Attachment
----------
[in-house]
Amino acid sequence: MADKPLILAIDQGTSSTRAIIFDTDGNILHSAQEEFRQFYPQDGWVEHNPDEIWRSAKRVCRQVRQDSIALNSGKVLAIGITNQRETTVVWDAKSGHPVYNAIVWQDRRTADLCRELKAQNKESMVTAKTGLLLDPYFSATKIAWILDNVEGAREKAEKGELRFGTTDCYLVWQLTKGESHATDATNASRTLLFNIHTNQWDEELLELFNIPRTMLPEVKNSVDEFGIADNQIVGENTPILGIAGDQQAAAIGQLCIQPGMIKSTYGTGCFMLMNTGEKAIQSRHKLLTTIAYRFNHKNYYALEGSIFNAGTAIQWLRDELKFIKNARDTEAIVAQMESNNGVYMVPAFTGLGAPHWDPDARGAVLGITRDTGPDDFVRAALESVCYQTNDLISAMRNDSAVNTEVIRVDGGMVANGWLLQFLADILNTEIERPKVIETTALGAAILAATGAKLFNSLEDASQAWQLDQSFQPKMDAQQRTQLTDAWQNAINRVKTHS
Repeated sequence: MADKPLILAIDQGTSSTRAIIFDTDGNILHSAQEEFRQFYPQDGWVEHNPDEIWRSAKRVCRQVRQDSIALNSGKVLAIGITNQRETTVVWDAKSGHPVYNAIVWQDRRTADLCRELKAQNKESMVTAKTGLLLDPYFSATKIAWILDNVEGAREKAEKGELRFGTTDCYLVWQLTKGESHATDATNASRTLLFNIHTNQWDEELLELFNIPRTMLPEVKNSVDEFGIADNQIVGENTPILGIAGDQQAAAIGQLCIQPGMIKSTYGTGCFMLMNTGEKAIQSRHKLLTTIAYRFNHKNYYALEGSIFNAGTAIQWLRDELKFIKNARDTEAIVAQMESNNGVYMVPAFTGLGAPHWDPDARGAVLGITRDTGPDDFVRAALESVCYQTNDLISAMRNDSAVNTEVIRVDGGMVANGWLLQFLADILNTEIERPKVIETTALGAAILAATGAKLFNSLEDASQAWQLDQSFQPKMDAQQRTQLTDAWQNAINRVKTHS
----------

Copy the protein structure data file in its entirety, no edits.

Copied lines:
[in-house]
Amino acid sequence: MADKPLILAIDQGTSSTRAIIFDTDGNILHSAQEEFRQFYPQDGWVEHNPDEIWRSAKRVCRQVRQDSIALNSGKVLAIGITNQRETTVVWDAKSGHPVYNAIVWQDRRTADLCRELKAQNKESMVTAKTGLLLDPYFSATKIAWILDNVEGAREKAEKGELRFGTTDCYLVWQLTKGESHATDATNASRTLLFNIHTNQWDEELLELFNIPRTMLPEVKNSVDEFGIADNQIVGENTPILGIAGDQQAAAIGQLCIQPGMIKSTYGTGCFMLMNTGEKAIQSRHKLLTTIAYRFNHKNYYALEGSIFNAGTAIQWLRDELKFIKNARDTEAIVAQMESNNGVYMVPAFTGLGAPHWDPDARGAVLGITRDTGPDDFVRAALESVCYQTNDLISAMRNDSAVNTEVIRVDGGMVANGWLLQFLADILNTEIERPKVIETTALGAAILAATGAKLFNSLEDASQAWQLDQSFQPKMDAQQRTQLTDAWQNAINRVKTHS
Repeated sequence: MADKPLILAIDQGTSSTRAIIFDTDGNILHSAQEEFRQFYPQDGWVEHNPDEIWRSAKRVCRQVRQDSIALNSGKVLAIGITNQRETTVVWDAKSGHPVYNAIVWQDRRTADLCRELKAQNKESMVTAKTGLLLDPYFSATKIAWILDNVEGAREKAEKGELRFGTTDCYLVWQLTKGESHATDATNASRTLLFNIHTNQWDEELLELFNIPRTMLPEVKNSVDEFGIADNQIVGENTPILGIAGDQQAAAIGQLCIQPGMIKSTYGTGCFMLMNTGEKAIQSRHKLLTTIAYRFNHKNYYALEGSIFNAGTAIQWLRDELKFIKNARDTEAIVAQMESNNGVYMVPAFTGLGAPHWDPDARGAVLGITRDTGPDDFVRAALESVCYQTNDLISAMRNDSAVNTEVIRVDGGMVANGWLLQFLADILNTEIERPKVIETTALGAAILAATGAKLFNSLEDASQAWQLDQSFQPKMDAQQRTQLTDAWQNAINRVKTHS